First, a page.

Forty years later, Glenbard South alum remembers creating school logo
GLEN ELLYN – In 1972, when students from the Glenbard high schools learned that a fourth building would open and some of them would have to leave their friends behind to attend the new school their senior year, they weren’t happy.
But they figured if they were going to be uprooted, they may as well make the best of it, and soon became a close-knit senior class.
“We were the first graduating class of Glenbard South, so everything we did would influence the following years,” said Barbara (Douglas) Gable, a member of the Class of 1973.
Gable can claim to have one of the longest lasting influences as the creator of the Raiders logo that is still in use today.
Using an image of a raider on a horse that appeared on the side of the Glenbard South class ring as inspiration, Gable simplified and modified it to create the logo, painting a large version of the raider that hung for about 35 years in the school’s gym.
Looking to invoke school spirit, the Glenbard South administration had turned to art teacher Frances Langguth for student help in creating the logo.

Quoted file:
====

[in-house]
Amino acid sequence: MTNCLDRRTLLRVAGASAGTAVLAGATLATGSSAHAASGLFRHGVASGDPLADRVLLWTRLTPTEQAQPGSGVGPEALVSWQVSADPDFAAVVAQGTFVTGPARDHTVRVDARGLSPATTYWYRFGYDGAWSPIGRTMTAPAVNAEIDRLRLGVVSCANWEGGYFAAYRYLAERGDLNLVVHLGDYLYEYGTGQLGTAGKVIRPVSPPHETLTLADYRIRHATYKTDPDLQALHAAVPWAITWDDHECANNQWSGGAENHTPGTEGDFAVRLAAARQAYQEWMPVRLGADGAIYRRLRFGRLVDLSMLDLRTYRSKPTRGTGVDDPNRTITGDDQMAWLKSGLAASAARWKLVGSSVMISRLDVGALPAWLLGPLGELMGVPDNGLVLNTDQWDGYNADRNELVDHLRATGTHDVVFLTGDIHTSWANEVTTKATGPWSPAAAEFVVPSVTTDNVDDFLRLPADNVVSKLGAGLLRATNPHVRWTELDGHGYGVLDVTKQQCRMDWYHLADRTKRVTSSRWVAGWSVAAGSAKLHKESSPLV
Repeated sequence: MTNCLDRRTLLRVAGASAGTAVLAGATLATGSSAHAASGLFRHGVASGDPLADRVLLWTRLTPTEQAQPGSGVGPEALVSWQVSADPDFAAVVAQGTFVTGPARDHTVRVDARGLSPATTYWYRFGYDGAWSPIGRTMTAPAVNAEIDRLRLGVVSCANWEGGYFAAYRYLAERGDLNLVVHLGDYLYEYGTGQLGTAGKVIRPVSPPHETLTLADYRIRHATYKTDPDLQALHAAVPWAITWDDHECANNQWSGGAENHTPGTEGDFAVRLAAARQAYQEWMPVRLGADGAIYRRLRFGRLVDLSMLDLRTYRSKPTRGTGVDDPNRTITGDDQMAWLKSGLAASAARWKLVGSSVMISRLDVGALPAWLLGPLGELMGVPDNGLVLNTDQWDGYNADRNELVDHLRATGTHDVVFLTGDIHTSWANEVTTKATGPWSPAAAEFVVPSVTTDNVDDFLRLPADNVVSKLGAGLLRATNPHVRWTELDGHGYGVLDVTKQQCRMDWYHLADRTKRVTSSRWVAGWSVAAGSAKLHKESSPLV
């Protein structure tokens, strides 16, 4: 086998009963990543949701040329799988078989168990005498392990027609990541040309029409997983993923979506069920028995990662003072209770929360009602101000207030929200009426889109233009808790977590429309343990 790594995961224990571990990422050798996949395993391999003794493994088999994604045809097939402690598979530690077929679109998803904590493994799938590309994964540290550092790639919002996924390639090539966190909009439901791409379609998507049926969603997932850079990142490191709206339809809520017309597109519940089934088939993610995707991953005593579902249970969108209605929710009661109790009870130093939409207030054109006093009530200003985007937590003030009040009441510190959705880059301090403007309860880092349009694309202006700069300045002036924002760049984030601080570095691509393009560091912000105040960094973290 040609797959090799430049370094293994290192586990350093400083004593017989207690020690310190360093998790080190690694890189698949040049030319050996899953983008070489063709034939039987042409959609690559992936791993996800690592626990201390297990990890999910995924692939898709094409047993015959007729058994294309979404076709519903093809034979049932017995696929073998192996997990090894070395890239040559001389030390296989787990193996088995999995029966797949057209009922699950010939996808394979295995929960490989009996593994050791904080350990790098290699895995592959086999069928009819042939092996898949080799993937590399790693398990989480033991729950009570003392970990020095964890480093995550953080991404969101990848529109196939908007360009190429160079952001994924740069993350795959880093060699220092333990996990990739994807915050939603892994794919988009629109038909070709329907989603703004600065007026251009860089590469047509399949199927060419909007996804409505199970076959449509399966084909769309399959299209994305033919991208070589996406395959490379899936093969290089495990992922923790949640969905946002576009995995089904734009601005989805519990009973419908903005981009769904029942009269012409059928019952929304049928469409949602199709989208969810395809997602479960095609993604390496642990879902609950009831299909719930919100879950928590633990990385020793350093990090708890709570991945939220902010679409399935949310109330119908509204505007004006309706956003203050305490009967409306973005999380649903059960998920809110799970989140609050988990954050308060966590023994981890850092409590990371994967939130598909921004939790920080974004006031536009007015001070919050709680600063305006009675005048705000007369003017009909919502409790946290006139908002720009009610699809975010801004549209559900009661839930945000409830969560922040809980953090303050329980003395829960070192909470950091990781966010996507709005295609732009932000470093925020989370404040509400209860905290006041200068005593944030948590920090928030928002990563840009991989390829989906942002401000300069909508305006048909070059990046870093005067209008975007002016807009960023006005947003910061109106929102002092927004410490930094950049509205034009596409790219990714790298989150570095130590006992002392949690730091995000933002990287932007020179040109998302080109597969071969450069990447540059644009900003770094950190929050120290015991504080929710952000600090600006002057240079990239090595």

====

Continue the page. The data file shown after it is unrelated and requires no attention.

Although the project started off with about a half dozen students, eventually it dwindled to just one: Gable.
“It’s like my claim to fame,” she said.
Glenbard South Principal Sandra Coughlin said it was amazing to her that the original administration used a student idea that’s now seen everywhere at the school.
“It’s created who we are,” Coughlin said. “Not many schools can say that.”
In high school, Gable tended to lean toward artistic offerings both in classes and clubs, taking photography and drawing her senior year, working backstage for theater productions and creating advertisements for the school newspaper, a job she later echoed after graduating college.
Gable worked as the art director for a small advertising firm in Lisle, before getting married and moving to Pennsylvania, where she lives today.
Although she wasn’t able to return to Glen Ellyn for the Class of 1973’s 40th reunion Sept. 27 and 28, she still keeps in touch with many of her classmates online.
“Through the miracle of Facebook, we all stay in touch,” she said.